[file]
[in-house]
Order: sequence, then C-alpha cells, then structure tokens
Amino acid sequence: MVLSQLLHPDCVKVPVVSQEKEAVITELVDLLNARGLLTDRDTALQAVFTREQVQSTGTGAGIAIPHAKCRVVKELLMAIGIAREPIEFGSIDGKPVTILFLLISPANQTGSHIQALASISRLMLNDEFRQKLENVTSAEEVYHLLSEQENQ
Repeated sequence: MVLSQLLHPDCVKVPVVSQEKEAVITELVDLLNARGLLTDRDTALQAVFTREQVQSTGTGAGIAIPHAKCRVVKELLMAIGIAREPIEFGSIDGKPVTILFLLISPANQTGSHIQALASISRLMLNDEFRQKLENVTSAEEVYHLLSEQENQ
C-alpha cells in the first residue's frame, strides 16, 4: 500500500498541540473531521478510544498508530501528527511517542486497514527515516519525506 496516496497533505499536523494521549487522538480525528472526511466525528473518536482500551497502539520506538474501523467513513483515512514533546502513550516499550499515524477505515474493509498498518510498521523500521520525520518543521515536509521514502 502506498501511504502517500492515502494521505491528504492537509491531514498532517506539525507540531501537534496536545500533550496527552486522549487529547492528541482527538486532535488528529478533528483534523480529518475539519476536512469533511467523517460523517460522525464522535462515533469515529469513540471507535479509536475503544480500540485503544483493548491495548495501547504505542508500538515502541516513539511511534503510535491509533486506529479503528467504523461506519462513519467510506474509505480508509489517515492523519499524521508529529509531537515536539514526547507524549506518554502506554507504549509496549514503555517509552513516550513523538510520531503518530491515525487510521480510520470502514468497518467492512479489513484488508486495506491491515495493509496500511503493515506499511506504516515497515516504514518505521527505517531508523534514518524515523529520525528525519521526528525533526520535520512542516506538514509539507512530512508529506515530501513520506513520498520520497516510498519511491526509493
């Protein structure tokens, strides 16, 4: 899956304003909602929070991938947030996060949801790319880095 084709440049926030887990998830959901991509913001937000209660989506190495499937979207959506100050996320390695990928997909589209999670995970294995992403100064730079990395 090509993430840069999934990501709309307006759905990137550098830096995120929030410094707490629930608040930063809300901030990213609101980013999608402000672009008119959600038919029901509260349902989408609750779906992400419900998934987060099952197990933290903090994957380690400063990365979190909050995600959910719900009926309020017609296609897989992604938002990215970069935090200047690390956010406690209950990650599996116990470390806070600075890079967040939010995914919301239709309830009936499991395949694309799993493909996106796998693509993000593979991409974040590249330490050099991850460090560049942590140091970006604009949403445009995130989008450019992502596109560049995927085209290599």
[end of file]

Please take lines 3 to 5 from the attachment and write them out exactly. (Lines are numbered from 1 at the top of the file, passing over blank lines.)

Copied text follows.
Amino acid sequence: MVLSQLLHPDCVKVPVVSQEKEAVITELVDLLNARGLLTDRDTALQAVFTREQVQSTGTGAGIAIPHAKCRVVKELLMAIGIAREPIEFGSIDGKPVTILFLLISPANQTGSHIQALASISRLMLNDEFRQKLENVTSAEEVYHLLSEQENQ
Repeated sequence: MVLSQLLHPDCVKVPVVSQEKEAVITELVDLLNARGLLTDRDTALQAVFTREQVQSTGTGAGIAIPHAKCRVVKELLMAIGIAREPIEFGSIDGKPVTILFLLISPANQTGSHIQALASISRLMLNDEFRQKLENVTSAEEVYHLLSEQENQ
C-alpha cells in the first residue's frame, strides 16, 4: 500500500498541540473531521478510544498508530501528527511517542486497514527515516519525506 496516496497533505499536523494521549487522538480525528472526511466525528473518536482500551497502539520506538474501523467513513483515512514533546502513550516499550499515524477505515474493509498498518510498521523500521520525520518543521515536509521514502 502506498501511504502517500492515502494521505491528504492537509491531514498532517506539525507540531501537534496536545500533550496527552486522549487529547492528541482527538486532535488528529478533528483534523480529518475539519476536512469533511467523517460523517460522525464522535462515533469515529469513540471507535479509536475503544480500540485503544483493548491495548495501547504505542508500538515502541516513539511511534503510535491509533486506529479503528467504523461506519462513519467510506474509505480508509489517515492523519499524521508529529509531537515536539514526547507524549506518554502506554507504549509496549514503555517509552513516550513523538510520531503518530491515525487510521480510520470502514468497518467492512479489513484488508486495506491491515495493509496500511503493515506499511506504516515497515516504514518505521527505517531508523534514518524515523529520525528525519521526528525533526520535520512542516506538514509539507512530512508529506515530501513520506513520498520520497516510498519511491526509493